A spouse can die unexpectedly. That spouse can have a computer, an iPad, an iPhone, plus other technology—and no way to access them because there are no passwords. This can leave the surviving spouse in a pickle: there’s no way to get access to critical information and accounts in his name that were on autopay.
To help her crack the codes, it many take hiring a tech person, and even then, it may prove fruitless. It can also take a lot of time, says Kiplinger’s recent article, “Make Sure Your Spouse Has Your Passwords.” That article explains that getting access to key financial and estate information has always been a critical issue for women. They’re statistically more likely than men to be widowed or may have a spouse who suffers from a serious illness.
With digital records and passwords, there’s no paper trail to help you locate accounts no one knew existed. It’s also common for women of all ages to delegate key financial and estate responsibilities to their spouse.
To address that problem, women need to organize both personal and financial records. This can include vital documents, like a will, powers of attorney for financial and health affairs, a living will and perhaps a trust. Women can also get organized with other important information, such as finding the warranty for a new TV, car titles, frequently contacted services (landscaper, electrician) and other professionals, like your CPA and insurance agent.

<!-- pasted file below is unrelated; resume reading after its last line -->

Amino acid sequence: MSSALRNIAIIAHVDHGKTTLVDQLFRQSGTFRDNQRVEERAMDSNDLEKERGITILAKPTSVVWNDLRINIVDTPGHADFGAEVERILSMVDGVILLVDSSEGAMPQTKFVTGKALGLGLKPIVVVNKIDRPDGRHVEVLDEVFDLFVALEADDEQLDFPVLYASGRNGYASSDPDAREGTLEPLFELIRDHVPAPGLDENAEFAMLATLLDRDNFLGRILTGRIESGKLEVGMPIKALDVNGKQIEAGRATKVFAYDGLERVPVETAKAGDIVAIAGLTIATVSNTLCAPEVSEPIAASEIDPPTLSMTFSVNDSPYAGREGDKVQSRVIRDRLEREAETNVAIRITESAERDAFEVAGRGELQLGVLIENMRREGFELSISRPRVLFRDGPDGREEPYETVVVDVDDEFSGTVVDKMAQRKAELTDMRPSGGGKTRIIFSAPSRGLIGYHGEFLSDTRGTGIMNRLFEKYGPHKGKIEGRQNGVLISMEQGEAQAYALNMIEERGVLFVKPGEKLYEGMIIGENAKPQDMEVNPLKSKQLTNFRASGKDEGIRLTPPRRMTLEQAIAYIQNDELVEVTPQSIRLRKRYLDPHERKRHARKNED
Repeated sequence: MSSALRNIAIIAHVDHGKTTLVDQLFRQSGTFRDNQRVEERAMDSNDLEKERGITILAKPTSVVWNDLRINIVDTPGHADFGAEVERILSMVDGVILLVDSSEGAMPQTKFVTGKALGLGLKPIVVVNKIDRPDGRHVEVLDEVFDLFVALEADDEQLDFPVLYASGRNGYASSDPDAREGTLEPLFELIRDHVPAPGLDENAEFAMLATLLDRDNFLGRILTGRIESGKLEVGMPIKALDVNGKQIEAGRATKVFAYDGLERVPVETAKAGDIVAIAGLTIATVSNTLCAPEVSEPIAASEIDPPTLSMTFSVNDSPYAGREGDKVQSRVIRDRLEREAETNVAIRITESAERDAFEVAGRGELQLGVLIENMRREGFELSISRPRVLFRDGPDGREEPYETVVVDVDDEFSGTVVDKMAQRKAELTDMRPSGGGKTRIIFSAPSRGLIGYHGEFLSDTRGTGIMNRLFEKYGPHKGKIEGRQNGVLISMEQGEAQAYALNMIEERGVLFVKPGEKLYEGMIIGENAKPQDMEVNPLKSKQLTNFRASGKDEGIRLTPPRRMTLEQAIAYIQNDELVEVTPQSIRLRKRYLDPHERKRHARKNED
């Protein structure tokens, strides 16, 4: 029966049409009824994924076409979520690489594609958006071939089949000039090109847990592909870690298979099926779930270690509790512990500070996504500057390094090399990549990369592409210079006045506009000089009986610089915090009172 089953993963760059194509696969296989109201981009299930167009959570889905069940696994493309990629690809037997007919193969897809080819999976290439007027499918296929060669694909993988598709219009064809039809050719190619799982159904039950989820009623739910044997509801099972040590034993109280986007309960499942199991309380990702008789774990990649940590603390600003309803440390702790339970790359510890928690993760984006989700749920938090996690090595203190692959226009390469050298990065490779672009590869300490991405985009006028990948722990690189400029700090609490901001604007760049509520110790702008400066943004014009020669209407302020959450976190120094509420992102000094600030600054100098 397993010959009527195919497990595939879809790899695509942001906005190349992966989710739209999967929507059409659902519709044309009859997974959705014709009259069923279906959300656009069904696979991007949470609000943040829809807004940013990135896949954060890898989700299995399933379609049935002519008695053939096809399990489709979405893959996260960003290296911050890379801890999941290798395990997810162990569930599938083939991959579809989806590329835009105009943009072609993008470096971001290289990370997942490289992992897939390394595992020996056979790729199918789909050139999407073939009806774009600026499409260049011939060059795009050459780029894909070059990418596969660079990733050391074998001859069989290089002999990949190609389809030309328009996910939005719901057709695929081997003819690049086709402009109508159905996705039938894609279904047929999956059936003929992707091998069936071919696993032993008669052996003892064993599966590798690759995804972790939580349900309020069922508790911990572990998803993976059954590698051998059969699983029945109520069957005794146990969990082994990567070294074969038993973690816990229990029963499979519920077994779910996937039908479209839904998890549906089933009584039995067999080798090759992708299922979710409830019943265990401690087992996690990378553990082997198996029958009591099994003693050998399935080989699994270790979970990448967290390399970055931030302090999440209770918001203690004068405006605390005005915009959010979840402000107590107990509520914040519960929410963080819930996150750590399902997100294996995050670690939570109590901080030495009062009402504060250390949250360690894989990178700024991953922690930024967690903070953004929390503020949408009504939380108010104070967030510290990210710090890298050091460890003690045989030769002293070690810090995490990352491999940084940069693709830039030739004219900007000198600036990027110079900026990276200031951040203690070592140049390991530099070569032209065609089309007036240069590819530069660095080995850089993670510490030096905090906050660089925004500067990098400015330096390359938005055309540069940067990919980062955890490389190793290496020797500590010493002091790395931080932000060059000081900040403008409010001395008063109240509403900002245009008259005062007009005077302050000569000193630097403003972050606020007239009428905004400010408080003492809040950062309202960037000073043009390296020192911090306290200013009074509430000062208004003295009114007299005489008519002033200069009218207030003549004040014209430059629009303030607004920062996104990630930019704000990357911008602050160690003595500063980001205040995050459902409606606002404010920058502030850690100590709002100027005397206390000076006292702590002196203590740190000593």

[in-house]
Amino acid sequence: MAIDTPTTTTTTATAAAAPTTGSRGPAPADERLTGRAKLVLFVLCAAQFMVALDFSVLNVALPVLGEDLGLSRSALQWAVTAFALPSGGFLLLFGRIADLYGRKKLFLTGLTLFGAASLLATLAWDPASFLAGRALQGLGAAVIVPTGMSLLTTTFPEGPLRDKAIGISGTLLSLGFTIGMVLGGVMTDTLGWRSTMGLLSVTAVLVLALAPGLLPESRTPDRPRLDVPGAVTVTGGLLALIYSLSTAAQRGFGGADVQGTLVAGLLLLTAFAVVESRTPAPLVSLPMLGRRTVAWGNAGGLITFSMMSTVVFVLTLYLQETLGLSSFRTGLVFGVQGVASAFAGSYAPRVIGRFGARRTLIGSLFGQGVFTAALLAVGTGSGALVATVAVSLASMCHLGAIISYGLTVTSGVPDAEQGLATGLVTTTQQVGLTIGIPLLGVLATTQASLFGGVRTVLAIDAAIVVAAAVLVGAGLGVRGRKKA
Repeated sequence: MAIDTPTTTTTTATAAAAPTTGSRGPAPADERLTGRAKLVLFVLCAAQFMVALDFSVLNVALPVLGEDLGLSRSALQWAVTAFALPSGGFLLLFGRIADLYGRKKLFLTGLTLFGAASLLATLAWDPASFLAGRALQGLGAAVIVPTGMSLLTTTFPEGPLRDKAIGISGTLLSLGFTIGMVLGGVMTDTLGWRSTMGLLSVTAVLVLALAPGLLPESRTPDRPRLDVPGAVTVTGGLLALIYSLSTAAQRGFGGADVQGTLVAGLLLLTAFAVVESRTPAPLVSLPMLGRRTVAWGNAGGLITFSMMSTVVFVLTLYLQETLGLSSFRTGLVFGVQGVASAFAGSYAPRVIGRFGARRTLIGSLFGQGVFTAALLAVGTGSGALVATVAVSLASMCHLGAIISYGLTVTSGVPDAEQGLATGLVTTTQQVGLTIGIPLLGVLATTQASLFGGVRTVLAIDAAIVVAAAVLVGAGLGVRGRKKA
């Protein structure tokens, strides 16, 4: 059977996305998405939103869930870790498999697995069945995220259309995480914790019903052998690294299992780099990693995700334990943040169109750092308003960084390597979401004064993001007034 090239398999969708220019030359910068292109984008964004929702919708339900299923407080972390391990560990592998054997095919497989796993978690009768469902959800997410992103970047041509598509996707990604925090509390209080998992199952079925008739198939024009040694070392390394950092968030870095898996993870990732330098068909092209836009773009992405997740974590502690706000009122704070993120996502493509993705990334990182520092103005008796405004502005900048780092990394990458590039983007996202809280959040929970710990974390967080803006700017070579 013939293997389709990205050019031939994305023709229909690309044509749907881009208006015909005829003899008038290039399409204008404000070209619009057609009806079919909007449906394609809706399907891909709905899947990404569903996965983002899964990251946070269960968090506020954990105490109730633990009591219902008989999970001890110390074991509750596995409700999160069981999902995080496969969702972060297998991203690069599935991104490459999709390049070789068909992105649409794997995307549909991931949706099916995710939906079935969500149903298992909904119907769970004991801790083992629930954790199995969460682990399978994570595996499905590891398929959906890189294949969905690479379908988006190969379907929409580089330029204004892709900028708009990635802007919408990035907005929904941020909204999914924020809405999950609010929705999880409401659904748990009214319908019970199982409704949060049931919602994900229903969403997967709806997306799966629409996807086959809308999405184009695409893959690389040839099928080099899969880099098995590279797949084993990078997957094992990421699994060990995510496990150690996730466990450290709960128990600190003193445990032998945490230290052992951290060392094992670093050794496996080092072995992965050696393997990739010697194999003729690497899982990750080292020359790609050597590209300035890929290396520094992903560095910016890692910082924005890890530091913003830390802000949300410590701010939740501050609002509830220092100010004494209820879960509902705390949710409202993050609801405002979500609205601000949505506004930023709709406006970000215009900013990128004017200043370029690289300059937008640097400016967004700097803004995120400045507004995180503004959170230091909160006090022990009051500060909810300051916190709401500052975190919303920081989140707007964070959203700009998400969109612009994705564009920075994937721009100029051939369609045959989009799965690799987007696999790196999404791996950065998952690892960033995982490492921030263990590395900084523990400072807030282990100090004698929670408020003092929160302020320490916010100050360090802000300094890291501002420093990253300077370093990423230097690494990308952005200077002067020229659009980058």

Make sure that, with your estate planning, you also check the beneficiary designations on life insurance policies or retirement accounts. People neglect to update these, after a spouse passes away. You should also confirm that your joint bank account actually is in both of your names. Get a credit card in your own name and get a copy of each spouse’s credit reports. You should also have a copy of your will secured outside of your safe deposit box.
A way to keep track of passwords, is to use a digital password manager. As a backup, also keep a written record and store it in a place that’s secure but accessible to family members.
Reference: Kiplinger (June 6, 2019) “Make Sure Your Spouse Has Your Passwords”